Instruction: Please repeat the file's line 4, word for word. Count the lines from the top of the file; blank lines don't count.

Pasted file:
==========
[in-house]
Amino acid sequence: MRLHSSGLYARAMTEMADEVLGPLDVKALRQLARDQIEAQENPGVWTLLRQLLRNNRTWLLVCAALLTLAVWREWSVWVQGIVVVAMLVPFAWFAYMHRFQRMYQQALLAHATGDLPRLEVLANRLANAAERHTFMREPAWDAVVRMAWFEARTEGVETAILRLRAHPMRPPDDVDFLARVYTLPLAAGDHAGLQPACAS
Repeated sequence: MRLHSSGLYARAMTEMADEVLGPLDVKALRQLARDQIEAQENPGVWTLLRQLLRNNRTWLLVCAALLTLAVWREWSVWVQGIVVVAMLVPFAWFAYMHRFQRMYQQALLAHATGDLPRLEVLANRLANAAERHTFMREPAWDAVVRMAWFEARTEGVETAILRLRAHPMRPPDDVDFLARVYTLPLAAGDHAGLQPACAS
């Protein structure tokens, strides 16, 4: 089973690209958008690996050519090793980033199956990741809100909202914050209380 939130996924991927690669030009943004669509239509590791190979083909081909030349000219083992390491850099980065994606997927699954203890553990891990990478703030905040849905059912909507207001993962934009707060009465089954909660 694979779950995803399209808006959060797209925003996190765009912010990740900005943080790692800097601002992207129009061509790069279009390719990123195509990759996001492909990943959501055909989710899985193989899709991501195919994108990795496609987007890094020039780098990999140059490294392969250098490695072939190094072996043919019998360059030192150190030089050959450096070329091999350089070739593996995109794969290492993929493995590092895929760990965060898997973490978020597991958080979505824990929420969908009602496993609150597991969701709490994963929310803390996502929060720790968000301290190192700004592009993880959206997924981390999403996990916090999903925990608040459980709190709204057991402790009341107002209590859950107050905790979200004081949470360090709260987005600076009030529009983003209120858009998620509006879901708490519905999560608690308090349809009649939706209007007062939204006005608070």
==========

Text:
């Protein structure tokens, strides 16, 4: 089973690209958008690996050519090793980033199956990741809100909202914050209380 939130996924991927690669030009943004669509239509590791190979083909081909030349000219083992390491850099980065994606997927699954203890553990891990990478703030905040849905059912909507207001993962934009707060009465089954909660 694979779950995803399209808006959060797209925003996190765009912010990740900005943080790692800097601002992207129009061509790069279009390719990123195509990759996001492909990943959501055909989710899985193989899709991501195919994108990795496609987007890094020039780098990999140059490294392969250098490695072939190094072996043919019998360059030192150190030089050959450096070329091999350089070739593996995109794969290492993929493995590092895929760990965060898997973490978020597991958080979505824990929420969908009602496993609150597991969701709490994963929310803390996502929060720790968000301290190192700004592009993880959206997924981390999403996990916090999903925990608040459980709190709204057991402790009341107002209590859950107050905790979200004081949470360090709260987005600076009030529009983003209120858009998620509006879901708490519905999560608690308090349809009649939706209007007062939204006005608070």